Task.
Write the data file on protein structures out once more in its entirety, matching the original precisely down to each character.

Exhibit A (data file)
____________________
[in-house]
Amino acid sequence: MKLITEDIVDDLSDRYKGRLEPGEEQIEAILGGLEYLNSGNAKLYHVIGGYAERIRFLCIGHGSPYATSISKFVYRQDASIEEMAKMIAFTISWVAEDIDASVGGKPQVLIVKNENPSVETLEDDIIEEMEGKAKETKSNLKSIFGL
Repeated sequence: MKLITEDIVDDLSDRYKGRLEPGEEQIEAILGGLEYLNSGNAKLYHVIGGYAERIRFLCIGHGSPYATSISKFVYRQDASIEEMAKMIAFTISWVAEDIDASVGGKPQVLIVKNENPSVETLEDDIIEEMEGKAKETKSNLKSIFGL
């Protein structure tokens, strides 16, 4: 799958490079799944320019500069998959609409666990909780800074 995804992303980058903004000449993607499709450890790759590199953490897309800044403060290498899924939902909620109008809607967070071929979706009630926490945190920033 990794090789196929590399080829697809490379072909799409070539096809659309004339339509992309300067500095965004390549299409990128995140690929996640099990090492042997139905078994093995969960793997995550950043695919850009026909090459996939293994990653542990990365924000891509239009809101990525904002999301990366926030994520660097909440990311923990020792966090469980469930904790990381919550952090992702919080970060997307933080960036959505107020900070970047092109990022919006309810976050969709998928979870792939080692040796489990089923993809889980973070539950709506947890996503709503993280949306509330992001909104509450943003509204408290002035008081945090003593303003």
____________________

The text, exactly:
[in-house]
Amino acid sequence: MKLITEDIVDDLSDRYKGRLEPGEEQIEAILGGLEYLNSGNAKLYHVIGGYAERIRFLCIGHGSPYATSISKFVYRQDASIEEMAKMIAFTISWVAEDIDASVGGKPQVLIVKNENPSVETLEDDIIEEMEGKAKETKSNLKSIFGL
Repeated sequence: MKLITEDIVDDLSDRYKGRLEPGEEQIEAILGGLEYLNSGNAKLYHVIGGYAERIRFLCIGHGSPYATSISKFVYRQDASIEEMAKMIAFTISWVAEDIDASVGGKPQVLIVKNENPSVETLEDDIIEEMEGKAKETKSNLKSIFGL
């Protein structure tokens, strides 16, 4: 799958490079799944320019500069998959609409666990909780800074 995804992303980058903004000449993607499709450890790759590199953490897309800044403060290498899924939902909620109008809607967070071929979706009630926490945190920033 990794090789196929590399080829697809490379072909799409070539096809659309004339339509992309300067500095965004390549299409990128995140690929996640099990090492042997139905078994093995969960793997995550950043695919850009026909090459996939293994990653542990990365924000891509239009809101990525904002999301990366926030994520660097909440990311923990020792966090469980469930904790990381919550952090992702919080970060997307933080960036959505107020900070970047092109990022919006309810976050969709998928979870792939080692040796489990089923993809889980973070539950709506947890996503709503993280949306509330992001909104509450943003509204408290002035008081945090003593303003």